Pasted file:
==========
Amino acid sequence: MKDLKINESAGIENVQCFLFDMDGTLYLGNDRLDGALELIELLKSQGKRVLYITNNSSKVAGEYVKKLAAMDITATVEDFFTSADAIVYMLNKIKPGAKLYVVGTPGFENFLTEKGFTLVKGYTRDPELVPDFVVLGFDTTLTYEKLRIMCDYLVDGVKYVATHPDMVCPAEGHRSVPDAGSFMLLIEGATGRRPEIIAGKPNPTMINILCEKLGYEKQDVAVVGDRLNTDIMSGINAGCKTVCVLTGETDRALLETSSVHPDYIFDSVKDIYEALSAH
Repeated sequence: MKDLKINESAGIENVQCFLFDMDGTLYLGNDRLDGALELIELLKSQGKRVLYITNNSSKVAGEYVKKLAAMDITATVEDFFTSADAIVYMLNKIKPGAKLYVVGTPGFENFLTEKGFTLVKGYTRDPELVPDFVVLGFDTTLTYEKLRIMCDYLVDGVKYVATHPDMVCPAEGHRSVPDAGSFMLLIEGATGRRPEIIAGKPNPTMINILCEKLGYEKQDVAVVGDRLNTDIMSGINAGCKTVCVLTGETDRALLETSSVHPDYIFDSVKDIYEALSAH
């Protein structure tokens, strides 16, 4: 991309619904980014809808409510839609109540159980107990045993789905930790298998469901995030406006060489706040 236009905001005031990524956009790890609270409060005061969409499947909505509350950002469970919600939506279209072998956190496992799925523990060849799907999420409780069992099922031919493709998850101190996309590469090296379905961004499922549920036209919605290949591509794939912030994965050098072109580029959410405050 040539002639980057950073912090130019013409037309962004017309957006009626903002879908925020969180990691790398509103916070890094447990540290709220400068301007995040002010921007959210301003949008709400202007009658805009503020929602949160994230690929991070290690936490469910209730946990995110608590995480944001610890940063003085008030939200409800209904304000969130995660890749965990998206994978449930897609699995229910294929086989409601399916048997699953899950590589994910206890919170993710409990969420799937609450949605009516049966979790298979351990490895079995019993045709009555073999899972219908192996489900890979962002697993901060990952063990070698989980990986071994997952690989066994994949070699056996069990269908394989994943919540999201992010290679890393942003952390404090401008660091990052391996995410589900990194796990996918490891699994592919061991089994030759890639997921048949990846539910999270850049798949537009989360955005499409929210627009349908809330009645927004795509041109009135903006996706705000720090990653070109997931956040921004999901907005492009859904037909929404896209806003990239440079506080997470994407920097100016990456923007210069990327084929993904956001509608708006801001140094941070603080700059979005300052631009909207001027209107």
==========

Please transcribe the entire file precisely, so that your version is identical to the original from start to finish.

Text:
Amino acid sequence: MKDLKINESAGIENVQCFLFDMDGTLYLGNDRLDGALELIELLKSQGKRVLYITNNSSKVAGEYVKKLAAMDITATVEDFFTSADAIVYMLNKIKPGAKLYVVGTPGFENFLTEKGFTLVKGYTRDPELVPDFVVLGFDTTLTYEKLRIMCDYLVDGVKYVATHPDMVCPAEGHRSVPDAGSFMLLIEGATGRRPEIIAGKPNPTMINILCEKLGYEKQDVAVVGDRLNTDIMSGINAGCKTVCVLTGETDRALLETSSVHPDYIFDSVKDIYEALSAH
Repeated sequence: MKDLKINESAGIENVQCFLFDMDGTLYLGNDRLDGALELIELLKSQGKRVLYITNNSSKVAGEYVKKLAAMDITATVEDFFTSADAIVYMLNKIKPGAKLYVVGTPGFENFLTEKGFTLVKGYTRDPELVPDFVVLGFDTTLTYEKLRIMCDYLVDGVKYVATHPDMVCPAEGHRSVPDAGSFMLLIEGATGRRPEIIAGKPNPTMINILCEKLGYEKQDVAVVGDRLNTDIMSGINAGCKTVCVLTGETDRALLETSSVHPDYIFDSVKDIYEALSAH
């Protein structure tokens, strides 16, 4: 991309619904980014809808409510839609109540159980107990045993789905930790298998469901995030406006060489706040 236009905001005031990524956009790890609270409060005061969409499947909505509350950002469970919600939506279209072998956190496992799925523990060849799907999420409780069992099922031919493709998850101190996309590469090296379905961004499922549920036209919605290949591509794939912030994965050098072109580029959410405050 040539002639980057950073912090130019013409037309962004017309957006009626903002879908925020969180990691790398509103916070890094447990540290709220400068301007995040002010921007959210301003949008709400202007009658805009503020929602949160994230690929991070290690936490469910209730946990995110608590995480944001610890940063003085008030939200409800209904304000969130995660890749965990998206994978449930897609699995229910294929086989409601399916048997699953899950590589994910206890919170993710409990969420799937609450949605009516049966979790298979351990490895079995019993045709009555073999899972219908192996489900890979962002697993901060990952063990070698989980990986071994997952690989066994994949070699056996069990269908394989994943919540999201992010290679890393942003952390404090401008660091990052391996995410589900990194796990996918490891699994592919061991089994030759890639997921048949990846539910999270850049798949537009989360955005499409929210627009349908809330009645927004795509041109009135903006996706705000720090990653070109997931956040921004999901907005492009859904037909929404896209806003990239440079506080997470994407920097100016990456923007210069990327084929993904956001509608708006801001140094941070603080700059979005300052631009909207001027209107």